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A Single Advantage

A Single Advantage

How Christian women can view singleness as an opportunity, not an obstacle
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I believe when it comes to work and marriage, we are at a unique moment for women in the West. As a single, working woman, I can say we find ourselves facing two truths: First, women have more opportunities to pursue work and a vocation outside the home than ever before. The Industrial Revolution, the acceptance of women into higher education, the waves of women's rights movements of the past century, and the birth control pill have all ushered women into mainstream society in unprecedented ways.

Second, more people in the West are unmarried than ever before. We all have heard the statistics: According to 2012 Census data, about 44 percent of all Americans over age 18 are single, either never been married, divorced, or widowed. This is up from about 33 percent in 1960. So a half-century ago, one of three people were unmarried. Now it's closer to one out of two.

Of course, these two truths—about work and marriage—play out in Christian circles as well. The Census Bureau has not specifically polled U.S. Christians, so let me offer my own anecdotal observations. I'm seeing more Christian women assume positions of leadership and influence in the public square, as business professionals, nonprofit CEOs, academics, and artists. And I am also seeing a lot of Christian women stay unmarried into their 30s and beyond.

What do these trends have to do with the topic of women and calling? The truth is that for much of Western history, Christian women had a ready-made calling: to oversee their households, and to love others as wives, mothers, and caretakers. We don't know whether they were fulfilled or felt called to this work; even "fulfillment" and "personal calling" are relatively new ideas.

Before marriage and family, there is Christ's call upon our lives.

But I believe our unique cultural moment gives single Christian women a way to think differently about their singleness. To see singleness for a time, or for life, as what allows them to invest deeply into their kingdom work with the time and energy available to them. Jesus and Paul, we know, spoke highly of the gift of singleness, as a chance to devote greater and undistracted attention to their ministry. As more Christian women are both working full-time, and staying single for longer periods than expected, or for life, they will need a positive theology of work.

Before marriage and family, there is Christ's call upon our lives. This is wildly freeing news for all of us. Our lives do not begin the day we get married. Our lives begin the day God ushers us into his kingdom through Christ, and invites us to participate in kingdom work.

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Katelyn Beaty

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Civilla Morgan

April 22, 2014  6:00am

Thank you so much for this article! It was like a refreshing glass of water in the middle of the dessert. I needed this great reminder that I am NOT an anomaly, even as I am way over 40, never married, and childless. Sometimes I ask God if He really remembers me, or why He passed me by. But in the meantime, in addition to my day job I am an author, blogger, and almost finished with my Master's degree. It's important to forge ahead in and with life, we only get one chance. Thanks again for reminding me I am not the only one living a life that was not my first choice, but doing the best with what I've been given.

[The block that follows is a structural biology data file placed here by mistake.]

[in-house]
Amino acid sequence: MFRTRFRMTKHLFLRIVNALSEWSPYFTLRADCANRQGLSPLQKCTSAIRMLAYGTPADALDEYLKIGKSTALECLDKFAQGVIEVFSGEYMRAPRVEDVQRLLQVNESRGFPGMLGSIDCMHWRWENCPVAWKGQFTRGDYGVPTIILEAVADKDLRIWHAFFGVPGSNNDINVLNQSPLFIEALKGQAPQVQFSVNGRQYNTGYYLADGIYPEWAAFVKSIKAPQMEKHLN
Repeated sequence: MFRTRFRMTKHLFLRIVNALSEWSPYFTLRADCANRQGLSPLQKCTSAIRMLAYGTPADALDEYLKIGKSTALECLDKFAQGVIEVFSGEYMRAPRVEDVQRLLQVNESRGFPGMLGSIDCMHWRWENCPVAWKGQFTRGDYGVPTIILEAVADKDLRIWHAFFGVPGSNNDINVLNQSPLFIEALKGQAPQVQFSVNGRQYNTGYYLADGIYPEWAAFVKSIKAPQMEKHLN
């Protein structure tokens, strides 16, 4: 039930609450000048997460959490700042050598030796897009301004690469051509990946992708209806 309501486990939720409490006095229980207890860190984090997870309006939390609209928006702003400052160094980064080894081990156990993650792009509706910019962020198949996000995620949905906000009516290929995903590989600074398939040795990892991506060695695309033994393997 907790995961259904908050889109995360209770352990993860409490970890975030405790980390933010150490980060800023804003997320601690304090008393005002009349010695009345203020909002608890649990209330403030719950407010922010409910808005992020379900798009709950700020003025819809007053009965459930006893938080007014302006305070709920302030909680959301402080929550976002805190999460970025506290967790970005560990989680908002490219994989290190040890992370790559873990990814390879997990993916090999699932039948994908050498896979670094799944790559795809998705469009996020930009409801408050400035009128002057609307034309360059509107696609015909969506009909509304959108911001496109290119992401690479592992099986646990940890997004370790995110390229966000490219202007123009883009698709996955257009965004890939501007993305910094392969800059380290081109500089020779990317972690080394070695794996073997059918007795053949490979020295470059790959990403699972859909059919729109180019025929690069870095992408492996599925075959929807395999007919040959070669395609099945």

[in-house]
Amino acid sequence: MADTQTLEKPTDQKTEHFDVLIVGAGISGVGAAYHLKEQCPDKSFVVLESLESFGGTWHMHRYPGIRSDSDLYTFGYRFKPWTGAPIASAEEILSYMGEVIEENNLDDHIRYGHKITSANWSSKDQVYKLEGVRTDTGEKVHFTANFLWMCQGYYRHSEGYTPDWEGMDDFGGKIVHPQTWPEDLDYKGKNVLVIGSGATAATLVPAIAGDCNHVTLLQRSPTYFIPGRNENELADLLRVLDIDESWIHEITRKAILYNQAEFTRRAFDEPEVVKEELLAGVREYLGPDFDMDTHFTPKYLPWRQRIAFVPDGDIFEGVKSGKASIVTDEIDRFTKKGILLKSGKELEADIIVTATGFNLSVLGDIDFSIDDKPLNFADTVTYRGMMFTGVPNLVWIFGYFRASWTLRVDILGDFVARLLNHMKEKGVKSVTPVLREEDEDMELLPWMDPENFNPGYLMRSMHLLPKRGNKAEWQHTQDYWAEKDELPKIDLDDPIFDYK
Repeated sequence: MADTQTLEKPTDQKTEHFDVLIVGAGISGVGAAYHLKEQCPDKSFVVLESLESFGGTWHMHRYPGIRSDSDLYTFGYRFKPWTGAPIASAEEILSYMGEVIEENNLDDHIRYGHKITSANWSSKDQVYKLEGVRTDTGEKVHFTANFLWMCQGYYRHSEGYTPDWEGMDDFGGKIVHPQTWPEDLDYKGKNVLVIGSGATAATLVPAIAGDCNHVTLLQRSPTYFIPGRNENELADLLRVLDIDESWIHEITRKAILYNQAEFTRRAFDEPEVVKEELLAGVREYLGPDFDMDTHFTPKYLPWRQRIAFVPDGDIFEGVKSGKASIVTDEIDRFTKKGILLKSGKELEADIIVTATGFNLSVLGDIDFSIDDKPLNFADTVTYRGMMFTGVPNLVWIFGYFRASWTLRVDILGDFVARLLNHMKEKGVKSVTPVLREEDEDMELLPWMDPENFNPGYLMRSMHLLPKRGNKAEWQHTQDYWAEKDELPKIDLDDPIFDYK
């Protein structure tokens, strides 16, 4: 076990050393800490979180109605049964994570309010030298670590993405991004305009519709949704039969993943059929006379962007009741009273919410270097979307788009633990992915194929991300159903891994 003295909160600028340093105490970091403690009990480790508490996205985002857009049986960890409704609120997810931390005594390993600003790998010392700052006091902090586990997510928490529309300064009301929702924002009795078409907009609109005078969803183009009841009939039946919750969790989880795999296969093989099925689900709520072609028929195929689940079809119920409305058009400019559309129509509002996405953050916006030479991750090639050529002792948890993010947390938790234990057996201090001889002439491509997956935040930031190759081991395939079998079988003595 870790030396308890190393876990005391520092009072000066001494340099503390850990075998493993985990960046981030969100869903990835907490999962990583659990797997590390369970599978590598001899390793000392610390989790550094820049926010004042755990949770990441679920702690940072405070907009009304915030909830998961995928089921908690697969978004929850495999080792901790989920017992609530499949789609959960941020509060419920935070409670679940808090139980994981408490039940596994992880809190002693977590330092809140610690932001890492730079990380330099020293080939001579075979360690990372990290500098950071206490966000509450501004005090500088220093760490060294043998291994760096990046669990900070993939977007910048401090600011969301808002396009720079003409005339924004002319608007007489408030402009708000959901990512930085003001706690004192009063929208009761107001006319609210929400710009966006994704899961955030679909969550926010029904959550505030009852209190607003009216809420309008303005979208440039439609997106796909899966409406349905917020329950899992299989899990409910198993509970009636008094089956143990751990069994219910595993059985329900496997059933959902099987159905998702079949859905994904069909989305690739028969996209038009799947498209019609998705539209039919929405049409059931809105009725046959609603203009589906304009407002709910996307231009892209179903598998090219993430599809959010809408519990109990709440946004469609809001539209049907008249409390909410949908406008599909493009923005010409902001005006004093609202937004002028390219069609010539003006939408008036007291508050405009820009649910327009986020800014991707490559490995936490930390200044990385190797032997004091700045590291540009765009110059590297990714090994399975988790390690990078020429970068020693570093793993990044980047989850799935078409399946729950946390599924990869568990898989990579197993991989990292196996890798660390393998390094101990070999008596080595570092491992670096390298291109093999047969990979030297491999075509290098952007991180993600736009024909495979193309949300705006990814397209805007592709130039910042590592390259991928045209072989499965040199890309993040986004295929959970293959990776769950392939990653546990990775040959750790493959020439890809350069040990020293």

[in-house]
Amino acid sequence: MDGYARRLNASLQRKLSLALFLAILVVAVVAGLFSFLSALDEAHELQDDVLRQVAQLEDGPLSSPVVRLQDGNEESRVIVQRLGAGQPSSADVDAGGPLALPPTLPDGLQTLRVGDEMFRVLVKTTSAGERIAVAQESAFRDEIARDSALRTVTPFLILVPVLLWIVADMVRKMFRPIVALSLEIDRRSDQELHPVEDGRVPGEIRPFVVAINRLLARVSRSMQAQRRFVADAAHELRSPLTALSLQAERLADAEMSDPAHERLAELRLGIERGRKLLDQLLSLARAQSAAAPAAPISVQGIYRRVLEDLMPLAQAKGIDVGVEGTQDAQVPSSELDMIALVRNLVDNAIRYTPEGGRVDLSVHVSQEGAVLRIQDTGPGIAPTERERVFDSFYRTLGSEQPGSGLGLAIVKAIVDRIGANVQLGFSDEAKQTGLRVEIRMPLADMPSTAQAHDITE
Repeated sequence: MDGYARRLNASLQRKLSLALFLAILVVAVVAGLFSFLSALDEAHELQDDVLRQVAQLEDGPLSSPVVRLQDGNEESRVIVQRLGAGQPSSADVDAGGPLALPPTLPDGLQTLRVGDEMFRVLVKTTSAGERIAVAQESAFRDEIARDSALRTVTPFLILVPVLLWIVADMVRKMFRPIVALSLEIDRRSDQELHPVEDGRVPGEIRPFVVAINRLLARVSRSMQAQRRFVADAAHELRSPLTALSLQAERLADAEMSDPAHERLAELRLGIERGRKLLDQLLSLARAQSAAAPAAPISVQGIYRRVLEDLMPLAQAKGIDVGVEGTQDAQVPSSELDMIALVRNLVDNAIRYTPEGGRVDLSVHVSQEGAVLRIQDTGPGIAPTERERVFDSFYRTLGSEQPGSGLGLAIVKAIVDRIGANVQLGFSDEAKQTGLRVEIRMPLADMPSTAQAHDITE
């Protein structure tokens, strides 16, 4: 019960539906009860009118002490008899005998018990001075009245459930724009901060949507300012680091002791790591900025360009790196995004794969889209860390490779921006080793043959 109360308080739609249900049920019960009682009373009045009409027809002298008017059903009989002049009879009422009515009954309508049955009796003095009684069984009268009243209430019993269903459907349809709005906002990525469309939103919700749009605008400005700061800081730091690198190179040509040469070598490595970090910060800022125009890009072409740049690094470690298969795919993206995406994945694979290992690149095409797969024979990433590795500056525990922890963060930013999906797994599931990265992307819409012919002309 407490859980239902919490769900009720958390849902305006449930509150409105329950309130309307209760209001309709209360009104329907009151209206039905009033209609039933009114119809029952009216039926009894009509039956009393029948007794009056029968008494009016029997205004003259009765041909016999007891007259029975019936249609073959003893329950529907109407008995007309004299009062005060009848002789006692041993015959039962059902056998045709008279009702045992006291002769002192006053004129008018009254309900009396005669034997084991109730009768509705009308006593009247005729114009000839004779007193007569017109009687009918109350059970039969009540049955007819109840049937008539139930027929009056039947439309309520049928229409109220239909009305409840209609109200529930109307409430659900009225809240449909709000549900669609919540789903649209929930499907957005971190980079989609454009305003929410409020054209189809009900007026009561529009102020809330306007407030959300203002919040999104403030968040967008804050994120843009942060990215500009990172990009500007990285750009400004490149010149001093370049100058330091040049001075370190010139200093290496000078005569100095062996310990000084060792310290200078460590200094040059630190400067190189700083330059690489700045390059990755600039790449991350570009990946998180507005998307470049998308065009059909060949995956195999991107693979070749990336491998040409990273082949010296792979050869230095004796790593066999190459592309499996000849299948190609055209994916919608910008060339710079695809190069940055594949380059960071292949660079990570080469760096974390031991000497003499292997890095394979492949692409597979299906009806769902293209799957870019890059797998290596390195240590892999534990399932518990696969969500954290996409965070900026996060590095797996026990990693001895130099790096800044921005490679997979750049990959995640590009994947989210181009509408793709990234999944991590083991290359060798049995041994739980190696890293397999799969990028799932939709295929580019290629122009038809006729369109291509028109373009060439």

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January 20, 2014  2:48pm

Thank you for writing this! I am about to turn 24 and for the past few years I have experienced pity from a lot of people because I am single. Although I would love to be married some day, people don't seem to understand why being married and raising children are not my priorities. At times it has made me question my resolve and wonder if I really am missing out, but I can honestly say that I have done so many things in the last few years that I would never have been able to do if I had been married. Even though I have the desire to be married, that may never happen if it means I have to compromise on the calling God has given me. Following God is a must and I believe He will take me through many valleys and mountain tops. If a husband and children happen to join me on that journey then so much the better.

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December 25, 2013  2:05pm

Thank you for this article. I am single, not by choice, but after 22 years of marriage and a husband who left. I have struggled with finding identity in Christ alone. As a woman in her forties, I want to "shout out" to those who are younger that each moment is precious! Please relish it. As this article suggests, there is no need to justify one's relationship status nor deny that singleness is not always chosen, but through God's grace can be embraced nonetheless. For you older women, thank you, for giving me courage and hope. Daily bread, daily grace, daily joy. That is my testimony.

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